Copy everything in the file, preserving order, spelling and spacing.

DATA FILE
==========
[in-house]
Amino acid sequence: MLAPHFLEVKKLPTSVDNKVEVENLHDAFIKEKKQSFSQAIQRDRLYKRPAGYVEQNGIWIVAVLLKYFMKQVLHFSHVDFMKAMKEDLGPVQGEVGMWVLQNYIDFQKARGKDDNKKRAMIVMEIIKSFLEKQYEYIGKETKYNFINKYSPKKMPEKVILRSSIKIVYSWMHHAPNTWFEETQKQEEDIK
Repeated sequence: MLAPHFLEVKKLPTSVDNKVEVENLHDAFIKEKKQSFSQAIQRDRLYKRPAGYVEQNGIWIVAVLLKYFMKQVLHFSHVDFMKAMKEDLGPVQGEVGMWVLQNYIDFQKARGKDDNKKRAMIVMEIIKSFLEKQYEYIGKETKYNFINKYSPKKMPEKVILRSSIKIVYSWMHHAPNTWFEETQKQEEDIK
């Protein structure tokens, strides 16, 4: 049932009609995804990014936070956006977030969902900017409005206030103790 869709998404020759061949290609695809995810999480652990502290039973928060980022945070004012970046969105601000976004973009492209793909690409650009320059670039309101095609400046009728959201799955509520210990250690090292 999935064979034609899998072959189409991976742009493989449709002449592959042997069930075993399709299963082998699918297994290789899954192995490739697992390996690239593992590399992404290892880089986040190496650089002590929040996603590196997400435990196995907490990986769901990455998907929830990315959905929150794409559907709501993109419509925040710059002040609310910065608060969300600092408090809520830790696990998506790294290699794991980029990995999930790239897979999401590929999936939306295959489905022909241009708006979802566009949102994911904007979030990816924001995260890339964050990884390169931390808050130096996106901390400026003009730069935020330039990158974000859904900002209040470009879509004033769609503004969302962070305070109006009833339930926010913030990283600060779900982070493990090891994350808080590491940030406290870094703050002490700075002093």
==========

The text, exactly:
[in-house]
Amino acid sequence: MLAPHFLEVKKLPTSVDNKVEVENLHDAFIKEKKQSFSQAIQRDRLYKRPAGYVEQNGIWIVAVLLKYFMKQVLHFSHVDFMKAMKEDLGPVQGEVGMWVLQNYIDFQKARGKDDNKKRAMIVMEIIKSFLEKQYEYIGKETKYNFINKYSPKKMPEKVILRSSIKIVYSWMHHAPNTWFEETQKQEEDIK
Repeated sequence: MLAPHFLEVKKLPTSVDNKVEVENLHDAFIKEKKQSFSQAIQRDRLYKRPAGYVEQNGIWIVAVLLKYFMKQVLHFSHVDFMKAMKEDLGPVQGEVGMWVLQNYIDFQKARGKDDNKKRAMIVMEIIKSFLEKQYEYIGKETKYNFINKYSPKKMPEKVILRSSIKIVYSWMHHAPNTWFEETQKQEEDIK
């Protein structure tokens, strides 16, 4: 049932009609995804990014936070956006977030969902900017409005206030103790 869709998404020759061949290609695809995810999480652990502290039973928060980022945070004012970046969105601000976004973009492209793909690409650009320059670039309101095609400046009728959201799955509520210990250690090292 999935064979034609899998072959189409991976742009493989449709002449592959042997069930075993399709299963082998699918297994290789899954192995490739697992390996690239593992590399992404290892880089986040190496650089002590929040996603590196997400435990196995907490990986769901990455998907929830990315959905929150794409559907709501993109419509925040710059002040609310910065608060969300600092408090809520830790696990998506790294290699794991980029990995999930790239897979999401590929999936939306295959489905022909241009708006979802566009949102994911904007979030990816924001995260890339964050990884390169931390808050130096996106901390400026003009730069935020330039990158974000859904900002209040470009879509004033769609503004969302962070305070109006009833339930926010913030990283600060779900982070493990090891994350808080590491940030406290870094703050002490700075002093």